Everyone knows that the key to a good pizza is a crispy crust. But have you ever wondered why? What is it about a crispy crust that makes it so darn delicious? Is it the texture? The flavor? The smell? As it turns out, it's all of those things—and more. Let's take a closer look at the science of a crispy pizza.
The Maillard Reaction
A big part of what makes a crispy pizza crust so delicious is the Maillard reaction. This is a chemical reaction that occurs between amino acids and sugars when food is heated. When the Maillard reaction happens, it creates new flavors and aromas, and also browns the food's surface. So, basically, it's responsible for making your pizza crust nice and crispy—and yummy!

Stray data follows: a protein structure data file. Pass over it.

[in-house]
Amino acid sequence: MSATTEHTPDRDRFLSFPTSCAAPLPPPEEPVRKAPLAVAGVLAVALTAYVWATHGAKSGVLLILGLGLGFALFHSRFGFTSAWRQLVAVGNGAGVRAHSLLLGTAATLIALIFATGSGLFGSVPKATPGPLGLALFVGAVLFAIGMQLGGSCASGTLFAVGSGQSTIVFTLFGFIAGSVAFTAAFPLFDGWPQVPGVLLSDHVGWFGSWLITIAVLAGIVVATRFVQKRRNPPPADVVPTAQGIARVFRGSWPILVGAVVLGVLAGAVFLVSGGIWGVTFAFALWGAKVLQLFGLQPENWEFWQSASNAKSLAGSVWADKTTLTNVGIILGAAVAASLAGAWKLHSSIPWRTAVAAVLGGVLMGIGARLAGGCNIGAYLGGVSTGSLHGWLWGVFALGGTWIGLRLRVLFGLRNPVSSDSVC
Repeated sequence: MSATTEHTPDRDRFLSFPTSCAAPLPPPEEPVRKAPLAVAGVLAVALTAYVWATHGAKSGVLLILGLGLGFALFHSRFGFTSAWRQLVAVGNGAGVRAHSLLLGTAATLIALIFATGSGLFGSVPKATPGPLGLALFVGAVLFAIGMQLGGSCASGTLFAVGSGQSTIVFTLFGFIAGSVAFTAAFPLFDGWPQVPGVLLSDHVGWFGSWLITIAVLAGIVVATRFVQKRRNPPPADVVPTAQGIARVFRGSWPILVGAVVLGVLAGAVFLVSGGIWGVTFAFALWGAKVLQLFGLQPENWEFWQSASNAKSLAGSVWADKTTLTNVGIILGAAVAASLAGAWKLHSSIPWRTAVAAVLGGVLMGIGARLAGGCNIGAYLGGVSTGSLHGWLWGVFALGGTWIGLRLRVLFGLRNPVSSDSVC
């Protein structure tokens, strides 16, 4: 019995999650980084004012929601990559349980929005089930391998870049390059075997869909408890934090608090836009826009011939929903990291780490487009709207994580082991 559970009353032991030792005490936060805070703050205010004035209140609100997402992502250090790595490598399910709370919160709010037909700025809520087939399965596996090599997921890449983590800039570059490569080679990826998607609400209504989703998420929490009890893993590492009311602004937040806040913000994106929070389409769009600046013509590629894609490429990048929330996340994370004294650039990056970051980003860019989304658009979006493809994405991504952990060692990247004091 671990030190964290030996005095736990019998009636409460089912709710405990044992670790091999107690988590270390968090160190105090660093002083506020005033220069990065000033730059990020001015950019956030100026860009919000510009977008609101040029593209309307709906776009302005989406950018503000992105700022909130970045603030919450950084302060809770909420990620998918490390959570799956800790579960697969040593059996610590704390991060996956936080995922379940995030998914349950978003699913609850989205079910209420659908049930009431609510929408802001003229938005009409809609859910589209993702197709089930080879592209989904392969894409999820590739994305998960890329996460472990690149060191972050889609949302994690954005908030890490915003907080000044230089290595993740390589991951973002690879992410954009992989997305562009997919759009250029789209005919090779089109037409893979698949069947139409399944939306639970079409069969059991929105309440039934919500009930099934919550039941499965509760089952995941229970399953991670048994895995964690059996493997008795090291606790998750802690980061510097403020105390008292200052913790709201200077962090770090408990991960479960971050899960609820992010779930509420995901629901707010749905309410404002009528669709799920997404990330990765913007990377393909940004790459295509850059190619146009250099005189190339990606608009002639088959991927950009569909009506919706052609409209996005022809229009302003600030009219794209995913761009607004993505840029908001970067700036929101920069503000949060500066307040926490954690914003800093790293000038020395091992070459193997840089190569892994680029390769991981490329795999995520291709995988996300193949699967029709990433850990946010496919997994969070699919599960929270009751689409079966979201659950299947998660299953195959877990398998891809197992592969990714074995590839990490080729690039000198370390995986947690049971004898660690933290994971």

The Steam Factor
Another important factor in creating a crispy pizza crust is steam. When you bake a pizza, the water in the dough turns to steam and escapes through tiny holes in the dough. If there's too much steam, it can make your crust gummy and soft. But if there's just the right amount, it will make your crust nice and crisp. So how do you achieve the perfect balance? By baking your pizza at a high temperature—around 400-450 degrees Fahrenheit—which will help ensure that the water in the dough turns to steam before the dough has a chance to overcook.
Achieving a perfectly crispy pizza crust isn't rocket science—but there is some science involved! By understanding the role that the Maillard reaction and steam play in making a crispy crust, you can be well on your way to making pizzeria-quality pies at home. And who doesn't love that?
Want to know what is the best flour for pizza? Check out our guide here!